MELBOURNE: Australia and Japan are set to sign a treaty to beef up defence and security cooperation at a virtual summit on Thursday (Jan 6), after Japanese Prime Minister Fumio Kishida cancelled trips to Australia and the United States due a surge in COVID-19 cases.
Australian Prime Minister Scott Morrison said that the two leaders will sign a Reciprocal Access Agreement, which will for the first time set out a framework for the two countries' defence forces to cooperate with each other.
"This treaty will be a statement of our two nations’ commitment to work together in meeting the shared strategic security challenges we face and to contribute to a secure and stable Indo-Pacific," Morrison said in a statement.
The strengthened security ties expand on efforts by the US, Japan, India and Australia - dubbed the Quad - to work on shared concerns about China in the Indo-Pacific region.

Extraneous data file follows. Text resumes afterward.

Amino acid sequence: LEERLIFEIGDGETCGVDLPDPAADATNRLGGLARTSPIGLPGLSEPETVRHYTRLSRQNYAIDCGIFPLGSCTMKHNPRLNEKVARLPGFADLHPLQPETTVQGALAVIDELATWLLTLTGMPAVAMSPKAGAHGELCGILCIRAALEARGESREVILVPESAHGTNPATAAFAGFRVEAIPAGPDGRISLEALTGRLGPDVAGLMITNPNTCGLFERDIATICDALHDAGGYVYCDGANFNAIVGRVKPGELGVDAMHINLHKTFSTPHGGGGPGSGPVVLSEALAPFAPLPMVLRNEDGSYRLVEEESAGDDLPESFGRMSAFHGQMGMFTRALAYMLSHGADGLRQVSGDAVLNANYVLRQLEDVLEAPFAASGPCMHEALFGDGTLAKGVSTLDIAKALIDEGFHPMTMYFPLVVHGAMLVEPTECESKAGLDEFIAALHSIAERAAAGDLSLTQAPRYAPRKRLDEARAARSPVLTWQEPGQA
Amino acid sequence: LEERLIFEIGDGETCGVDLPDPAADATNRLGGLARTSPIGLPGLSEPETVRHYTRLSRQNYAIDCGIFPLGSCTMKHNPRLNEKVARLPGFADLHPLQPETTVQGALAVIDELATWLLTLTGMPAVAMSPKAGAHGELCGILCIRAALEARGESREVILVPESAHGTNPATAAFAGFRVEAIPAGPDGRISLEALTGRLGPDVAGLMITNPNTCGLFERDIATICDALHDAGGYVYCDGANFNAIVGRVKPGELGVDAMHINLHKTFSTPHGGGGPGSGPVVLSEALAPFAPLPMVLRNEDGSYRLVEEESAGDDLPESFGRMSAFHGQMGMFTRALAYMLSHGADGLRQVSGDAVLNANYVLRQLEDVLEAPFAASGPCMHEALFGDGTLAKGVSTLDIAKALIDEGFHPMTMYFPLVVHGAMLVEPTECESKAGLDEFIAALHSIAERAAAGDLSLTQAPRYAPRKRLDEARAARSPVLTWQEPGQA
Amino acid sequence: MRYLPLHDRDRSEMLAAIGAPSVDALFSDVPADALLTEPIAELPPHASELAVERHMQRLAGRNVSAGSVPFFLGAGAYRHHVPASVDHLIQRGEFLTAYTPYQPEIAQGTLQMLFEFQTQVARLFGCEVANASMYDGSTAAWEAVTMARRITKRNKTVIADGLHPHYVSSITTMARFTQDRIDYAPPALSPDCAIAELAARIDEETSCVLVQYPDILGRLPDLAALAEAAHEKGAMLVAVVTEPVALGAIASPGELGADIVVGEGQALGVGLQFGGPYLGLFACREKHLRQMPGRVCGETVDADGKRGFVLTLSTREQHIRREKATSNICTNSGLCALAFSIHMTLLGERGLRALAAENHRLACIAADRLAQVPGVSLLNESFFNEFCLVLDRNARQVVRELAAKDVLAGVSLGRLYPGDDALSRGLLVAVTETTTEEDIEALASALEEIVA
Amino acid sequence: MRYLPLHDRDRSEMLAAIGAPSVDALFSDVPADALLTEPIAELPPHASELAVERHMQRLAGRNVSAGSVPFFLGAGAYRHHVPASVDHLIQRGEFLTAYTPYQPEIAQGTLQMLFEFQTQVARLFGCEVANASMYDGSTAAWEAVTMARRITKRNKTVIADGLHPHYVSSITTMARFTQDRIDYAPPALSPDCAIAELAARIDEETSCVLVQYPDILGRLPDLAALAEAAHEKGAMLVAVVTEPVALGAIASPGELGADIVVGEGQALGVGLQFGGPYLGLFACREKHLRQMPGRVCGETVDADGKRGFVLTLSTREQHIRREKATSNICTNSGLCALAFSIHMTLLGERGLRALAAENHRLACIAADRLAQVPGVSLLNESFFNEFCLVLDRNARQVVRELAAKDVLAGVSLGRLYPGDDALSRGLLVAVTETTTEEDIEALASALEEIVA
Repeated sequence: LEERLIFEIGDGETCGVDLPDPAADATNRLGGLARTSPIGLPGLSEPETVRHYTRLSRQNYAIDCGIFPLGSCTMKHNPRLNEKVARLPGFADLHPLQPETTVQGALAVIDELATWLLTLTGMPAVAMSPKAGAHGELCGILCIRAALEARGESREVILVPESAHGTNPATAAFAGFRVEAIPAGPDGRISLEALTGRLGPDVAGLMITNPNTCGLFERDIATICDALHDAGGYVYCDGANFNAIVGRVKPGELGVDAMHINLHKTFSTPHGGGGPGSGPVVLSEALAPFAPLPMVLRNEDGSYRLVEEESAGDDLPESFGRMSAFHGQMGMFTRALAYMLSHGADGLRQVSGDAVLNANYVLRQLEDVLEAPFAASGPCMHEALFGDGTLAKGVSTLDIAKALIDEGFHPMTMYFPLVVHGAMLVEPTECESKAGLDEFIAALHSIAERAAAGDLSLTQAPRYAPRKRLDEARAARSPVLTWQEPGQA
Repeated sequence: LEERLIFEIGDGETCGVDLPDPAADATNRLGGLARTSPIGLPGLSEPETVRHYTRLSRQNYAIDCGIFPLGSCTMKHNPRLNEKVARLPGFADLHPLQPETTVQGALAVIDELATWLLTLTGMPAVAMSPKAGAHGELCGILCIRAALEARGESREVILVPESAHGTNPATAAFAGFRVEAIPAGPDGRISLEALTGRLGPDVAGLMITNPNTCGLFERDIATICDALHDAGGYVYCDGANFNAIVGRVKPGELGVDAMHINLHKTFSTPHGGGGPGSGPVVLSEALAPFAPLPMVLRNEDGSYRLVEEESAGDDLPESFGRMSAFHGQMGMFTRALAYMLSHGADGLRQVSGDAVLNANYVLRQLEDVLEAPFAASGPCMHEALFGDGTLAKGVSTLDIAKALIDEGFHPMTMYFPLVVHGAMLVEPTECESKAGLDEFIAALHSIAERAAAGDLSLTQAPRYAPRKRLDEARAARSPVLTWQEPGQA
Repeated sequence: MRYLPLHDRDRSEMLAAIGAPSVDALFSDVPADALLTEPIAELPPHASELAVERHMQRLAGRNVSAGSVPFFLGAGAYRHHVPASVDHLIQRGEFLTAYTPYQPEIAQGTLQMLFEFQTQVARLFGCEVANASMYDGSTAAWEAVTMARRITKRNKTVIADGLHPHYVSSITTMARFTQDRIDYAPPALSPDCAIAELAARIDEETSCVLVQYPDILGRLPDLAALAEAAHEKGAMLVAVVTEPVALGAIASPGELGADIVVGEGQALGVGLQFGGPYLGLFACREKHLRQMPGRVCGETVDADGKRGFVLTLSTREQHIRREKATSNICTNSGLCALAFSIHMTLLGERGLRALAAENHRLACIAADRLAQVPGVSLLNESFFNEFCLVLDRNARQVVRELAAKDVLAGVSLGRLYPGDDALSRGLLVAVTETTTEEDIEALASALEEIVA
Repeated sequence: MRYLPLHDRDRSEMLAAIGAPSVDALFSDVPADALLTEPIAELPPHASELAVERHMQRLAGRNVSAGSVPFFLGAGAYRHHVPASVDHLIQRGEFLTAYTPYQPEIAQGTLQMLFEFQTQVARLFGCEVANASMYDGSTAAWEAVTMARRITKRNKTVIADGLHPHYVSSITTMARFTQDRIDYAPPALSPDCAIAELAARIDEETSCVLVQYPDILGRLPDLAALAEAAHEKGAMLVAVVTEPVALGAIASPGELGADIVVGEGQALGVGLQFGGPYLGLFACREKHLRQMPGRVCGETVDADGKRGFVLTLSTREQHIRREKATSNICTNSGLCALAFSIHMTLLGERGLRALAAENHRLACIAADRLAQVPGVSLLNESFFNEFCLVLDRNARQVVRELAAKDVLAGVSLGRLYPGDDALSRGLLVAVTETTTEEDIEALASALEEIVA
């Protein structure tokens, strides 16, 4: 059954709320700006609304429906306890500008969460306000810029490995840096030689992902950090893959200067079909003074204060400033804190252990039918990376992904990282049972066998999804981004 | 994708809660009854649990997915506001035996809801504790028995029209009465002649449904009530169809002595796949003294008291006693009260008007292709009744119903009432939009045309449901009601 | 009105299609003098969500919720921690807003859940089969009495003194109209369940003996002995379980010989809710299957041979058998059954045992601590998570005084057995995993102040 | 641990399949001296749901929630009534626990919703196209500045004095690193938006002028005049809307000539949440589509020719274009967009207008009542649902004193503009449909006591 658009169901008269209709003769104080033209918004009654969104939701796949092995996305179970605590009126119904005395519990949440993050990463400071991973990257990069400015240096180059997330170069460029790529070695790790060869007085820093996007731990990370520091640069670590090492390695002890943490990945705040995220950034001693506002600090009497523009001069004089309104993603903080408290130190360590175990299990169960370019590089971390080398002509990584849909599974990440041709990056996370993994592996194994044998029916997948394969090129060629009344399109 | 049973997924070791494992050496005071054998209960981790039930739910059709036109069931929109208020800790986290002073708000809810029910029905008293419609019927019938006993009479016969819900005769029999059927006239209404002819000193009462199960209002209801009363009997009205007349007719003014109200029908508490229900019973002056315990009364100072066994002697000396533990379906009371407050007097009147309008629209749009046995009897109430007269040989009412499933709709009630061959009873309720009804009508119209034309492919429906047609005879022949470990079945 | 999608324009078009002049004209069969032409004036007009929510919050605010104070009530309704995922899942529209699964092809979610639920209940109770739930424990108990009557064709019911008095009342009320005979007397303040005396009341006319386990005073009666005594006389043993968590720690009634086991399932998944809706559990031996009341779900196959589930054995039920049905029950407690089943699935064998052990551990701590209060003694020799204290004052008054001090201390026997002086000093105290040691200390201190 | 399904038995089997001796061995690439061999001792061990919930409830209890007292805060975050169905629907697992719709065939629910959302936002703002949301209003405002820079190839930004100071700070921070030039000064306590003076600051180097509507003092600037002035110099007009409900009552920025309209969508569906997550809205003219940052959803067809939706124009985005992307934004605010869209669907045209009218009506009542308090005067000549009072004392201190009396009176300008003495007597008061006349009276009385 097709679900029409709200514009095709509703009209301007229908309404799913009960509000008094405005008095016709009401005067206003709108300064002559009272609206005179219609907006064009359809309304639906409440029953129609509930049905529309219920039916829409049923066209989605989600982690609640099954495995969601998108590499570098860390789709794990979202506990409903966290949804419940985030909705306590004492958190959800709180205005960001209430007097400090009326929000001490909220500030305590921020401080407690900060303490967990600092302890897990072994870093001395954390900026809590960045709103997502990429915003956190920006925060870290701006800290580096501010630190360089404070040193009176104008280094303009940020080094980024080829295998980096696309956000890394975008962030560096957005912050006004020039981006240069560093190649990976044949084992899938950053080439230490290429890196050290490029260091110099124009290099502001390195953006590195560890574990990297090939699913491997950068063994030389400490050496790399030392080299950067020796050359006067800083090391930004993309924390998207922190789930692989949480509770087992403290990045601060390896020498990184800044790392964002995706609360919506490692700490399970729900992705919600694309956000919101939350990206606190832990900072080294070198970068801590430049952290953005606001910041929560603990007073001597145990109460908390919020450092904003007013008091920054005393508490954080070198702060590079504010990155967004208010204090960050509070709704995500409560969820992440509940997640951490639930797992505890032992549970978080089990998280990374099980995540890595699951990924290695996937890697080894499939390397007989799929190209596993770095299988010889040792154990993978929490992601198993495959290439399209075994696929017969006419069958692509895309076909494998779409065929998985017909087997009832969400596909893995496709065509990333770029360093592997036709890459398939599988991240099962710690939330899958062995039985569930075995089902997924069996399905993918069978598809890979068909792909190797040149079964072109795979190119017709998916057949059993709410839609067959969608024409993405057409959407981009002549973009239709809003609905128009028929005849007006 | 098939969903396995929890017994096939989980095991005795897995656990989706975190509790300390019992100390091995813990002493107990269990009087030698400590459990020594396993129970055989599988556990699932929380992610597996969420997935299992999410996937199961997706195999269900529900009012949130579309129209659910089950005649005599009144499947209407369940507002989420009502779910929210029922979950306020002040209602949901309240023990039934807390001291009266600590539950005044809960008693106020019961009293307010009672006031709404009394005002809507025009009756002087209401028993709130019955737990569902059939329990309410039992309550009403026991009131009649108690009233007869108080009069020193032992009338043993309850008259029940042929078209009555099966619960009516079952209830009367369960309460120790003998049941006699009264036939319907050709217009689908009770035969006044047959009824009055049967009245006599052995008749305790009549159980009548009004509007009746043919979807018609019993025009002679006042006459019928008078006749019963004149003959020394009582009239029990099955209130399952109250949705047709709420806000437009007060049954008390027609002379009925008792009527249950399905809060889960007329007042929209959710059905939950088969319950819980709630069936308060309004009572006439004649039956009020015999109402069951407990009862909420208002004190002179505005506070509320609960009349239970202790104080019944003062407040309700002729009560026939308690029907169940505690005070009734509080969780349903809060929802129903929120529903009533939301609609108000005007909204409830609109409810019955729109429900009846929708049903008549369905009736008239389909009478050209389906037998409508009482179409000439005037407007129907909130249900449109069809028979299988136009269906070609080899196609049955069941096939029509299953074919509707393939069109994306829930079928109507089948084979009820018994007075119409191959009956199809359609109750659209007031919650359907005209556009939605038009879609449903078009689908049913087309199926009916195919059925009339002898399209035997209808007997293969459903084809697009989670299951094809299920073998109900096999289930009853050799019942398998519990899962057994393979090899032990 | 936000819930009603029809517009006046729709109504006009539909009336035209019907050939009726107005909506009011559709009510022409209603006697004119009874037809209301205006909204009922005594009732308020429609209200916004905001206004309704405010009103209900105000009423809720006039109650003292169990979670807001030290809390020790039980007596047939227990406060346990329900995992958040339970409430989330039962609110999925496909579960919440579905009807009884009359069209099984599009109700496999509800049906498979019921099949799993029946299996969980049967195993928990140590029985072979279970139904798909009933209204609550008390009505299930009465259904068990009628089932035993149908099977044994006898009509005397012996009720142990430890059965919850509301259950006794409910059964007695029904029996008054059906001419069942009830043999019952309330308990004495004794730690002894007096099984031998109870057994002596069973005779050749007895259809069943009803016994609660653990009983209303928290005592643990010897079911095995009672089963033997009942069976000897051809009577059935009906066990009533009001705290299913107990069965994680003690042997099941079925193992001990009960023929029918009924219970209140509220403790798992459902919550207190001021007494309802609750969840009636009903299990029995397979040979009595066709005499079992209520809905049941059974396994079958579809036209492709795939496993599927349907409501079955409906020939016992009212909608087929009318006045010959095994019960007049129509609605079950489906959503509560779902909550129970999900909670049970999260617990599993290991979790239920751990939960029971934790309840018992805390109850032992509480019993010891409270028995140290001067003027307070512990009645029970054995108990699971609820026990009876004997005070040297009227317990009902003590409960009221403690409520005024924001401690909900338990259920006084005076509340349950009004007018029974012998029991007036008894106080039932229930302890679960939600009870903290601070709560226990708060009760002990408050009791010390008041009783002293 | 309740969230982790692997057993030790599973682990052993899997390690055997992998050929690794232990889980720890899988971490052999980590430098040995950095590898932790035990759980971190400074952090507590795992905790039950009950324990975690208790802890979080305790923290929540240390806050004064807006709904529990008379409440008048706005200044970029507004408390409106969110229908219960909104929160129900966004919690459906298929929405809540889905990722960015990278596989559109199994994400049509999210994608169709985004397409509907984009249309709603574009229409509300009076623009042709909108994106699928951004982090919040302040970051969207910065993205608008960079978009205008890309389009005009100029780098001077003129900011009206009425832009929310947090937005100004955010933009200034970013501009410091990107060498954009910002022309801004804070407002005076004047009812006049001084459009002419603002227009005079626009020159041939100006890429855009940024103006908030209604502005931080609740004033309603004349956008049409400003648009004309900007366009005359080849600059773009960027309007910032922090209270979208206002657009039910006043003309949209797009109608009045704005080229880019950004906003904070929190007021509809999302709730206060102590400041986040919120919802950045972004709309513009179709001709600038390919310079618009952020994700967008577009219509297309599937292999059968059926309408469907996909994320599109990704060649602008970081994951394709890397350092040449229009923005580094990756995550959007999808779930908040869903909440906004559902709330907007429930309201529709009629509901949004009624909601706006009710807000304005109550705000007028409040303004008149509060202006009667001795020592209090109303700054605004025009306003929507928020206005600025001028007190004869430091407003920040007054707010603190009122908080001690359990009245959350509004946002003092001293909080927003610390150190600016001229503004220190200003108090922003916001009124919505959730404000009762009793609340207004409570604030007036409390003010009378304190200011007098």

Australia and Japan also plan to discuss opportunities to strengthen government and business partnerships on clean energy, critical technologies and materials.
"Our cooperation also includes an expanding agenda for the Quad with India and the United States, and our shared technology-led approach to reducing carbon emissions," Morrison said.
Kishida said on Tuesday that he would forgo overseas visits before the next session of parliament starts on Jan 17 to focus on laying out anti-pandemic measures.